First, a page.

Why is the Indian community of Quora termed as “self-contained”?

I remember the phrase, I wish I remember where I saw the phrase, but it was very recent!

EDIT: It was Achilleas Vortselas’ answer to To what extent will the internationalization of Quora affect Quora in English?

The Indian community is large enough that it can engage on India-specific topics, without needing to explain itself to non-Indians routinely. Americans and Indians can do that; other national communities on Quora are small enough that they feel they have to provide context.

The now departed Laura Hale did extensive research on In what ways does the Indian Quora differ from the American Quora? One of the clear separations, if you scroll down, is that Indians tend to follow other Indians much more than they do non-Indians. Americans, again, also have that luxury; other national communities do not.

I can’t find where Laura coined the term “the Other Quora”, but it’s a reflection of this: there is a massive amount of activity in the Indian community of Quora, and because that activity tends to be seen only by other Indians (because the community is self-contained), non-Indian Quorans are largely unaware of it.

Why does Quora permit foul language?

To corroborate David Williamson and refute Bill Ness, have some chapter and verse:

What is the guideline on the use of profanity on Quora?

Users should avoid unnecessary profanity.

There are some exceptions where it makes sense to use profanity. One example of this is when the only way to reference something that isn’t profane accurately is to use profanity. Example: What is the Greater Internet Fuckwad Theory? The guideline on profanity on Quora is mostly about tone and common sense.

If you scroll down quickly from the answer by Bodnick from 2011, to the exchange between Dan Holliday and Gigi Wolf in 2013, you can get a chuckle.

If you dig, there are some answers saying that profane language will be sanctioned (Tracey Bryan’s answer to Why aren’t rules guiding the use of profanity enforced more on Quora? from 2012), and a lot more answers recently saying “fuck no, hahaha”.

My own impression is that any rules against profanity are currently enforced either selectively or infrequently. I have not seen the 2011 guideline explicitly rescinded however. And “unnecessary profanity” does not only refer to hostile profanity:

Tatiana Estévez’s answer to If one sees a clear BNBR contravention by one Quora user on another (but is not personally involved) should one report it?

Expecting complete strangers to understand when telling someone to ‘f-off’ is an insult or friendly banter doesn’t make sense on a site as big as this. Expecting moderators to read a long thread and try to judge the tone is not reasonable, judging sarcasm online is notoriously difficult without context.

What would be some acceptable reasons, according to you, to use Quora under a name that was not your real name?

I disagree with the insistence on Real Name, which people assume automatically makes people more accountable and civil. I think it’s wrongheaded, and fighting a symptom rather than a disease. But the question doesn’t ask about that; it asks about exceptions.

Tom Ramsay cited “Child discussing abusive parents who monitor their Internet usage. Quora has already removed their anon privileges.” Clarissa Lohr cited people who are “halfway through a gender transition.”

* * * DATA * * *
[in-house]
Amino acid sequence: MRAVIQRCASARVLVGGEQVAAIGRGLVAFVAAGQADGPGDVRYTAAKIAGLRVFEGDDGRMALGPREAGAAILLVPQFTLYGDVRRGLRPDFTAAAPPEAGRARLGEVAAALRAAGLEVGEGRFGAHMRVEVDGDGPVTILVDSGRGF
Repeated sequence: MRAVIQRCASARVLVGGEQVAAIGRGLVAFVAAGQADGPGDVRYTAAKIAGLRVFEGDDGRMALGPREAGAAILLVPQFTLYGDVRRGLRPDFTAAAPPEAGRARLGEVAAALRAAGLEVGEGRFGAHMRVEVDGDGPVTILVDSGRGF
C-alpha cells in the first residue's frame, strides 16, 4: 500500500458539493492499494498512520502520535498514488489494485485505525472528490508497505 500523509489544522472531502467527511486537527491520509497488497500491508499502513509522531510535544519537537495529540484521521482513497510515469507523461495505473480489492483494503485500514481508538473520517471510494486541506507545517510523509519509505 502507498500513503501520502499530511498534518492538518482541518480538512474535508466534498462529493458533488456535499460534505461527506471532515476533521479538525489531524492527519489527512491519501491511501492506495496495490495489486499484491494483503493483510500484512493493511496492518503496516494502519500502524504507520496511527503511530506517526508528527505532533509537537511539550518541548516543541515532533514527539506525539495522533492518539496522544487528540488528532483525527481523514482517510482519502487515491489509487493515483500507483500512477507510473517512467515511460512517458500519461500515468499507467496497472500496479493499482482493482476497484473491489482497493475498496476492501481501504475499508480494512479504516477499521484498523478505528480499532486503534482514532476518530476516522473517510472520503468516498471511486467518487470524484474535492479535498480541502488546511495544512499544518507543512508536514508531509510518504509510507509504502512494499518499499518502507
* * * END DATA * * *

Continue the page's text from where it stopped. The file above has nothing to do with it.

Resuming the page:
I’ll combine them: minors who are transgender, cannot legally drop their deadname yet, cannot initiate their transition, and are living with unsympathetic parents who will block any attempt to change their deadname—or worst still, from whom the minor is hiding their transgender status. In fact, I’m in touch with one now.

And Quora’s suggested remedy for such teens is what? To write only anonymously? And to stop writing under a name here at all? And that’s better? Well, if you think Quora is only about dry questions and answers, you might think that. I don’t.

I’ll add: women who get stalked here. The annals of Quora are thick with women who switch their surname to their middle name, to preempt or escape unwanted attention, only to be forced to switch back by moderation. I know of three cases of women I happen to follow in the past half year. They should just go anonymous on all their contributions as well?

There’s something incredibly… myopic about the insistence on Real Name. Myopic, and anti-social media. I think it does harm that people blind themselves to.

What are all the Greek star names?

Drawing on:

History of Constellation and Star Names

In Greek astronomy the stars within the constellation figures were usually not given individual names. (There are only a few individual star names from Greece. The most prominent stars in the sky were usually nameless in Greek civilization. If there was a system of Greek star names then it has not come down to us and also would appear unknown to Ptolemy.)

List of proper names of stars – Wikipedia

From the Wikipedia page, clearly the only prolific namers of stars were the Arabs and the Chinese.

EDIT: I am adding data from Κατηγορία:Αντικείμενα Bayer – Βικιπαίδεια and Κατηγορία:Αστέρες ανά φασματικό τύπο – Βικιπαίδεια from the Greek Wikipedia. Additions are asterisked. As it turns out, several Latin names are translations of Classical Greek names.

In this catalogue, Ancient names are in boldface. The provenance of unbolded “traditional” Greek names is not always clear from the sources, but I am assuming they are post-Classical.

  • θ¹ Eridani: (Arabic) Acamar. “The Greek-Persian astronomer Chrysococca [Georgios Chrysokokkes: Γεώργιος Χρυσοκόκκης – Βικιπαίδεια] called it Aulax in Greek, meaning the Furrow” Αὖλαξ.
  • *α Tauri: (Arabic) Aldebaran. Greek name was (descriptive) “south eye of Taurus”; Ptolemy called it “bright star of the Hyades”; Modern Greek name is Lampadias Λαμπαδίας.
  • α Scorpii: Antares Ἀντάρης
  • α Boötis: Arcturus Ἀρκτοῦρος (already in Homer)
  • ι Carinae: Aspidiske Ἀσπιδίσκη (per Iota Carinae – Wikipedia, Greek translation of Arabic Turais)
  • ξ Puppis: Asmidiske †Ἀσμιδίσκη (Xi Puppis – Wikipedia: “a misplacement and mistransliteration of Aspidiske, the traditional name of ι Carinae; hence the name Asmidiske for Xi Puppis is not currently IAU-approved”)
  • *α Orionis: (Arabic) Betelgeuse. Georgios Chrysokokkes called it Ōmon Didymōn Ὦμον Διδύμων “Shoulder of Gemini”
  • α Carinae: Canopus Κάνωπος
  • *α Aurigae: (Latin) Capella. Greek Aix Αἶξ (Aratus), Olenia Aix Ὠλενία Αἶξ (cf. Ovid: Olenium Astrum), Amaltheia Ἀμάλθεια. Capella “goat” is a translation of Aix; Amaltheia was the goat that brought up Zeus.
  • *α Geminorum: (Latin) Castōr. Presumably also Greek Kastōr Κάστωρ. Also in “late Greek antiquity” Apollo Ἀπόλλων.
  • α Canum Venaticorum: (Latin) Cor Caroli, Asterion Ἀστερίων
  • β Canum Venaticorum: Asterion Ἀστερίων, Chara Χαρά